Published: August 7, 2015
Richard Polt has been pursuing his love of the typewriter for more than 20 years as a collector, webmaster (The Classic Typewriter Page), blogger, magazine editor (ETCetera), repairman and frequent typist. In The Typewriter Revolution: A Typist’s Companion for the 21st Century (Countryman Press, November 2015) he explores creative uses of typewriters today — including unexpected intersections between typewriters and art, music, politics and the digital world. The book also advises readers on choosing, using, modding (modifying) and maintaining a writing machine of their own. When he is not spearheading the typewritten revolution, Polt teaches philosophy at Xavier University in Cincinnati.
What was your first experience with a typewriter?
I remember my father writing academic papers on his electric Smith-Corona, and my mother using a large-type Woodstock to prepare dittos. I always felt the machines were magic. Like musical instruments, they’re finite devices with infinite potential. That feeling has never disappeared.
What was the first typewriter you owned, and how many do you own today?
My father bought me a 1937 Remington Noiseless Portable #7 when I was about 12, and it’s still my sentimental favorite. After 20 years of collecting, I have some 300 typewriters, ranging from an 1875 Sholes & Glidden to a Royal portable made in China just a couple of years ago. There are so many designs that collecting typewriters is an inexhaustible hobby.
Using a typewriter is such a visceral joy. How do you compare it to using a digital keyboard?
You said it! A keyboard is a comfortable, quick tool for making text, but sometimes the journey is the destination: you want to experience the act of writing as a pleasure in itself. Then it can be great fun to feel the springy snap of typewriter keys, hear the tapping and the bell, sense the heft of the carriage as you return it, and admire the look of a well-designed machine. There’s even an alluring aroma of ink and oil.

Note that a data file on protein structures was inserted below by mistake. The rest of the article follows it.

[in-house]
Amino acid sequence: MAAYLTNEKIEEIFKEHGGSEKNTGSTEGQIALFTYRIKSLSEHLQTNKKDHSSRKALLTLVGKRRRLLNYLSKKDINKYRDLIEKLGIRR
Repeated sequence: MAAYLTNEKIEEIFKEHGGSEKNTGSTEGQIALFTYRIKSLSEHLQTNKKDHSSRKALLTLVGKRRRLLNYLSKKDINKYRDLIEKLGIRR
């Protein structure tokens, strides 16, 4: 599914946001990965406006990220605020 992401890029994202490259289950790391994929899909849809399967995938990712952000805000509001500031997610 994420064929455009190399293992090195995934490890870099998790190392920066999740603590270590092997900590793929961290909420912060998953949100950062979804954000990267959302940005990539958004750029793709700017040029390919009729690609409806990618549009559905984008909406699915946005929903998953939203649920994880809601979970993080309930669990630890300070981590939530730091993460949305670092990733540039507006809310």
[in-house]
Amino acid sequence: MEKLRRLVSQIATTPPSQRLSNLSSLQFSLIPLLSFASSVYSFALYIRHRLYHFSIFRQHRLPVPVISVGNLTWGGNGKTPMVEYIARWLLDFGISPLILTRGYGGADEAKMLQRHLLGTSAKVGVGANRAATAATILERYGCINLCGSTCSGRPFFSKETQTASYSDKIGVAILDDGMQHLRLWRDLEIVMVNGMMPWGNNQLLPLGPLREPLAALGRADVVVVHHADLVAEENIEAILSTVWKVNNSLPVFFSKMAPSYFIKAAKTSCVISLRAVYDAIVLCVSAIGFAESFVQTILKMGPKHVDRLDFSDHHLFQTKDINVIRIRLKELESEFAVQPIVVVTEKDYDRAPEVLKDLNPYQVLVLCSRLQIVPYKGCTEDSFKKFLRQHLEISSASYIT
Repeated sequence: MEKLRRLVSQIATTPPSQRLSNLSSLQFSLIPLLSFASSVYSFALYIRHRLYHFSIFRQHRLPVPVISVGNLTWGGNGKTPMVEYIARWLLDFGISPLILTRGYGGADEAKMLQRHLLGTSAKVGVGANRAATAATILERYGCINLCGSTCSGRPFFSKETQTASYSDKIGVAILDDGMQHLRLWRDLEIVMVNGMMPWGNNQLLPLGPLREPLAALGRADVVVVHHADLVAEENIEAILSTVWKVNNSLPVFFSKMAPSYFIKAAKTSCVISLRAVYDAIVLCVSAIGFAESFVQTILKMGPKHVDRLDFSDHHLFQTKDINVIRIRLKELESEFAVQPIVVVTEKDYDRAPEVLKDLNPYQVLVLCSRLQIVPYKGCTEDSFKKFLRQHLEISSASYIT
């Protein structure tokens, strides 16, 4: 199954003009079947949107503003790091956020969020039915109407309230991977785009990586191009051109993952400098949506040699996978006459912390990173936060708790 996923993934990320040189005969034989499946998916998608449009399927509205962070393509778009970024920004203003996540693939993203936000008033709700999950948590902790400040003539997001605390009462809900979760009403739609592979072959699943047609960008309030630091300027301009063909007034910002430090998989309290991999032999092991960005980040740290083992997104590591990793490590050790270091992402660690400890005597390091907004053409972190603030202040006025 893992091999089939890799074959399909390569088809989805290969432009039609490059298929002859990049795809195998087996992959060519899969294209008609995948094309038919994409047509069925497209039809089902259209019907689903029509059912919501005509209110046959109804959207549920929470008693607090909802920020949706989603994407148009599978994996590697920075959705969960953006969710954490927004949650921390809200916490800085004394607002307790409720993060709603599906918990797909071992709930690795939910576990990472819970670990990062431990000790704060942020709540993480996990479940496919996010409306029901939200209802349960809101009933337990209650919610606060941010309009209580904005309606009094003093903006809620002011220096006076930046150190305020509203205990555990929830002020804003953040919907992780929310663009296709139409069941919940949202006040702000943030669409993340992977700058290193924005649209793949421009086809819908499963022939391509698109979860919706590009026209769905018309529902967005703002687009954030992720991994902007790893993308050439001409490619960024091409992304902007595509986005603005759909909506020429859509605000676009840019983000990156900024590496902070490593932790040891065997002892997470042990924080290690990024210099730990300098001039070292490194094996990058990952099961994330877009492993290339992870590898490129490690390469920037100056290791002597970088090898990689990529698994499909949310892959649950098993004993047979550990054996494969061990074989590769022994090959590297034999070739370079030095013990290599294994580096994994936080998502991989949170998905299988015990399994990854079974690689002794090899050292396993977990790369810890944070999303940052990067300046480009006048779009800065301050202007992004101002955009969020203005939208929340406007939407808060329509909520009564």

Typewriters have largely been replaced by computers. Are they experiencing a resurgence for nostalgia’s sake or other reasons?
There’s a touch of nostalgia for a middle-aged guy like me, but there’s so much more. Teens are excited by their first typewriters. Artists and activists are inviting people to type thoughts that have never been expressed before. Makers are experimenting with typewriter-computer interfaces. And as the digitization of the world races forward — challenging our privacy, our powers of concentration and our self-reliance — it becomes ever more important to find ways to stay connected to physical reality. That’s why I call the typewriter revival an insurgency against the all-digital paradigm. As I say in my book, “Our movement isn’t nostalgic, much as we love our objects from a bygone world. We insurgents are pointing a way forward to greater focus, creativity and independence. Typewriters are one way to keep the digital in perspective and keep ourselves free.”
Is it hard to find ribbons and parts for a typewriter, or find someone who still repairs them?
You’d be surprised how many typewriter mechanics are still doing business, either in shops or from their homes. Thanks to online sources and groups, it isn’t hard to find parts unless you have a really uncommon model. And ribbons are readily available. I maintain a list of repair shops on The Classic Typewriter Page and list some ribbon sources in my FAQ.
Tell us about events like New York City’s Typewriter Project and Type-Ins to get people to go analog.
Typewriters can help individuals get back in touch with themselves, but they can also create deeper connections with others. The machines become the occasion for collaborative creation as in the Typewriter Project, or for spontaneous encounters more satisfying than the typical online experience. You find typewriters at social events such as digital detox parties, snail mail socials and type-ins, where people and their machines get together for typing, chatting and fun. I’ve organized and attended a few type-ins and had a great time.
How big is the typosphere’s fan base, and is it global?
The typosphere in the narrow sense is a set of blogs discussing typewriters and may even be typewritten. There are about 100 of them, mostly based in the English-speaking world but some in German. In the broader sense, the online typewriter world includes a lot more, such as hundreds of writers who post typewritten poems on Instagram, or a Facebook page where a Pakistani typist shares with over 70,000 followers. I’ve seen a surge in typewriter love in Turkey, India and Singapore. And what you see online is just the tip of the iceberg.
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